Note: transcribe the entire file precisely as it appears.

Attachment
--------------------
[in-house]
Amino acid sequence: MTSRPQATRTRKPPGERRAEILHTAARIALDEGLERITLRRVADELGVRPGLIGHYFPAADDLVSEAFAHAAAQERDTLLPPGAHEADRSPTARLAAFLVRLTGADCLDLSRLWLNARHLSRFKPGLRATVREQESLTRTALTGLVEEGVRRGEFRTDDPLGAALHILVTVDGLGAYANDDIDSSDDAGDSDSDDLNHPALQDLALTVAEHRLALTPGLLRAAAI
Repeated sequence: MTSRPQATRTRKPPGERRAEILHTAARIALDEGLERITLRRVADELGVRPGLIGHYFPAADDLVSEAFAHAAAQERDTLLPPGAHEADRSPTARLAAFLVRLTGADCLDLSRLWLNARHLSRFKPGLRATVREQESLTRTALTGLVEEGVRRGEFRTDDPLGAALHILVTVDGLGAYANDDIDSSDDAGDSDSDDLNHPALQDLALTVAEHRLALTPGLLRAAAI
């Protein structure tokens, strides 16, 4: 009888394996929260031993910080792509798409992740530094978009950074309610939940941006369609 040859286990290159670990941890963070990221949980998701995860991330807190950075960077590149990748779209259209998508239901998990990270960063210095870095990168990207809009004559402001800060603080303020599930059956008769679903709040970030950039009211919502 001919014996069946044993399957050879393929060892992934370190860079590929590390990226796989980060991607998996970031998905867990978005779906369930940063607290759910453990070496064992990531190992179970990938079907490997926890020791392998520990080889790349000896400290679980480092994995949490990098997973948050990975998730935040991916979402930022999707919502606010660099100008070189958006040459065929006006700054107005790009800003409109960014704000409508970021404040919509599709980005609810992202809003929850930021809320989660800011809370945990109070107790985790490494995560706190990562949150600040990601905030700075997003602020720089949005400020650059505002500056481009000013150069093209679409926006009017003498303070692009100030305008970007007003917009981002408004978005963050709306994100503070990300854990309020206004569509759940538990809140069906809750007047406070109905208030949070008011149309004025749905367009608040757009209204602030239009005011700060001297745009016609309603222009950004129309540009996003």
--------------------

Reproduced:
[in-house]
Amino acid sequence: MTSRPQATRTRKPPGERRAEILHTAARIALDEGLERITLRRVADELGVRPGLIGHYFPAADDLVSEAFAHAAAQERDTLLPPGAHEADRSPTARLAAFLVRLTGADCLDLSRLWLNARHLSRFKPGLRATVREQESLTRTALTGLVEEGVRRGEFRTDDPLGAALHILVTVDGLGAYANDDIDSSDDAGDSDSDDLNHPALQDLALTVAEHRLALTPGLLRAAAI
Repeated sequence: MTSRPQATRTRKPPGERRAEILHTAARIALDEGLERITLRRVADELGVRPGLIGHYFPAADDLVSEAFAHAAAQERDTLLPPGAHEADRSPTARLAAFLVRLTGADCLDLSRLWLNARHLSRFKPGLRATVREQESLTRTALTGLVEEGVRRGEFRTDDPLGAALHILVTVDGLGAYANDDIDSSDDAGDSDSDDLNHPALQDLALTVAEHRLALTPGLLRAAAI
């Protein structure tokens, strides 16, 4: 009888394996929260031993910080792509798409992740530094978009950074309610939940941006369609 040859286990290159670990941890963070990221949980998701995860991330807190950075960077590149990748779209259209998508239901998990990270960063210095870095990168990207809009004559402001800060603080303020599930059956008769679903709040970030950039009211919502 001919014996069946044993399957050879393929060892992934370190860079590929590390990226796989980060991607998996970031998905867990978005779906369930940063607290759910453990070496064992990531190992179970990938079907490997926890020791392998520990080889790349000896400290679980480092994995949490990098997973948050990975998730935040991916979402930022999707919502606010660099100008070189958006040459065929006006700054107005790009800003409109960014704000409508970021404040919509599709980005609810992202809003929850930021809320989660800011809370945990109070107790985790490494995560706190990562949150600040990601905030700075997003602020720089949005400020650059505002500056481009000013150069093209679409926006009017003498303070692009100030305008970007007003917009981002408004978005963050709306994100503070990300854990309020206004569509759940538990809140069906809750007047406070109905208030949070008011149309004025749905367009608040757009209204602030239009005011700060001297745009016609309603222009950004129309540009996003």